This is Wendy Appel. She’s one of the world’s foremost experts on a tool called the Enneagram which sheds light on people’s underlying core beliefs and motivations. Even more importantly, it can help people use this understanding to be more effective in nearly any setting that requires humans to interact.
So What’s an Enneagram? The Enneagram lists nine personality styles that each bear certain hallmark strengths that can be leveraged. Each type also has built-in gaps that can create risks when we operate in a team environment.
I’ve provided a link at the end of this post to Wendy’s page that gives a some very detailed explanation of each style. Without going into the weeds, here are the nine styles:
- The Perfectionist: Principled, disciplined, responsible and organized – but they can lose track of the big picture when focused on following rules and they need to make continual improvements.
- The People Pleaser: Relational and engaging, but often-times not as focused on bottom-line results.
- The Achiever: Action-oriented & goal-focused with efficiency as their hallmark, but they sometimes cut corners along their way.
- The Individualist: Authentic expression with a unique approach to their work, but struggle with certain work that they see as mundane.
- The Detached Observer: Intellectuals who lead with their expertise, but are not seen as being particularly relational or empathetic.
- The Loyal Skeptic: Astute analysts who excel at highlighting risks but can be indecisive and overly skeptical.
- The Enthusiast: Inspirational and visionary people with a gap in the area of follow-through on executing strategy and plans.
- The Boss: Leaders who are not afraid to take charge and make decisions, but are often seen as needing to be more considerate and inclusive.
- The Peacemaker: As the name implies they keep the peace, but you don’t often know where they stand and they can be quite immovable.
As you can see, each type has positive qualities that can be leveraged and each style has built-in pitfalls that can cause trouble.
Most of us can imagine having worked with someone of each style at some point and seen these strengths and gaps play out. Wendy and I have had some great discussions about whether a person’s core type can change to fit the needs of a given situation… but that’s a topic for another post. Read more about these archetypes by following the links to Wendy’s stuff below.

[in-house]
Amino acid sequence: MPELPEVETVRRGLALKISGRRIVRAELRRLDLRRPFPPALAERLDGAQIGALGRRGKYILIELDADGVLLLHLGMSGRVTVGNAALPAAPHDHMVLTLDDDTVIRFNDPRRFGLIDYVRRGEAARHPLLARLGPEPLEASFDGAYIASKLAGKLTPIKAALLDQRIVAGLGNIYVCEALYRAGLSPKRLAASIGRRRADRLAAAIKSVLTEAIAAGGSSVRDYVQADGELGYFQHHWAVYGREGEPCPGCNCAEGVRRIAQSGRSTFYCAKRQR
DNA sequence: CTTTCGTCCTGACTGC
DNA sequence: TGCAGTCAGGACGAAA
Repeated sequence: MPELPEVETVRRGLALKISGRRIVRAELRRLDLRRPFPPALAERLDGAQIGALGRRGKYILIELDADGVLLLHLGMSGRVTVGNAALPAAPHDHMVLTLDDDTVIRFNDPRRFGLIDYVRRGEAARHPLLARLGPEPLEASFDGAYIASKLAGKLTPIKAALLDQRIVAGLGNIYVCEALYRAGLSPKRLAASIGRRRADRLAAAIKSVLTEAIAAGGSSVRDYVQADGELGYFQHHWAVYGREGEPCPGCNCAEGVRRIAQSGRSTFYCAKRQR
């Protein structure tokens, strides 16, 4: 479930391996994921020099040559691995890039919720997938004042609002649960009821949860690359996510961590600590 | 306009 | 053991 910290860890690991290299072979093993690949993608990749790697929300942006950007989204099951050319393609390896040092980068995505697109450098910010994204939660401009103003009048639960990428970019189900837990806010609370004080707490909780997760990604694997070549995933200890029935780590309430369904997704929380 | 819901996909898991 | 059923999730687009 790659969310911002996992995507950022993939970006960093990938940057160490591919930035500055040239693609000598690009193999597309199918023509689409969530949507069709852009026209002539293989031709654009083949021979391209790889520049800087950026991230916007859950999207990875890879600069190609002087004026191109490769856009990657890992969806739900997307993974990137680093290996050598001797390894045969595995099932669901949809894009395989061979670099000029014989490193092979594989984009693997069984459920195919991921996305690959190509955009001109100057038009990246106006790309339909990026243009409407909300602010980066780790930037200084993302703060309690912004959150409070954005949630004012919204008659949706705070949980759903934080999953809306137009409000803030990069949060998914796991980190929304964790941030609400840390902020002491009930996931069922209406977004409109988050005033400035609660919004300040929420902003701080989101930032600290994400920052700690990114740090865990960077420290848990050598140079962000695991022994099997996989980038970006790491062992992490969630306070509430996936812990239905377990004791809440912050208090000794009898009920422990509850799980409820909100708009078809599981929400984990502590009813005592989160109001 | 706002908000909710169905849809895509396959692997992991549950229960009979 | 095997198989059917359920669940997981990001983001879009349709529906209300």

Application: The Enneagram appears to be a solid tool for Change Agents in that it can help them understand the human context in which they are working. Two contextual applications that I see are:
- For Ourselves: Understanding our own personalities and what inherent strengths and weaknesses we have can be critical to being effective as a leader and as a change agent. I would encourage all Change Agents to apply tools like the Enneagram to their own work to gain insights and make improvements.
- Within Our Organizations: How the mix of personalities blend together to get work done (or not get work done) is of paramount importance when it comes to executing change. While you may not have the opportunity to apply a tool like the Enneagram to all of your stakeholders, it can really help to at least be aware of the differences in personalities and underlying motivations behind some of the resistance your changes face.
Useful Links for the Enneagram:
Info About the Enneagram: You can learn more about the Enneagram itself by visiting the Enneagram information page. There is quite a bit to learn and the more I’ve read about it, the more it becomes clear that dynamic human personalities are hard to classify in a 2×2 grid. This tool has a lot more texture and detail than that – and it’s also much more useful.
Wendy has a book coming out before the end of 2011 called InsideOut Leadership that is sure to be a practical guide you can use to understand your own Enneagram style as well as the styles of others you interact with.
Wendy’s WebSite: Learn more about Wendy’s work by visiting her company’s website at Confluence Consulting. They specialize in helping leaders and teams understand the model and apply it to their business context. She’s especially good at facilitating the discussions and exercises that lead to real understanding and insight.
A Learning Opportunity: Finally, I’d encourage you to check out Wendy’s upcoming Enneagram online workshop by visiting the information page for these events. This workshop series is open to anyone globally, but the time zone scheduling is particularly well-suited to attendees from Europe, Africa, the Americas and Mexico. Since these are virtual events, they are very cost-effective and flexible.
Check it out and let me know what you think!
Questions for Chatter:
- What potential risks may occur when team is overloaded with one personality type?
- How can Change Agents encourage team members to better understand how the mix of personalities can influence team effectiveness?
Incoming search terms:
- person peeking around corner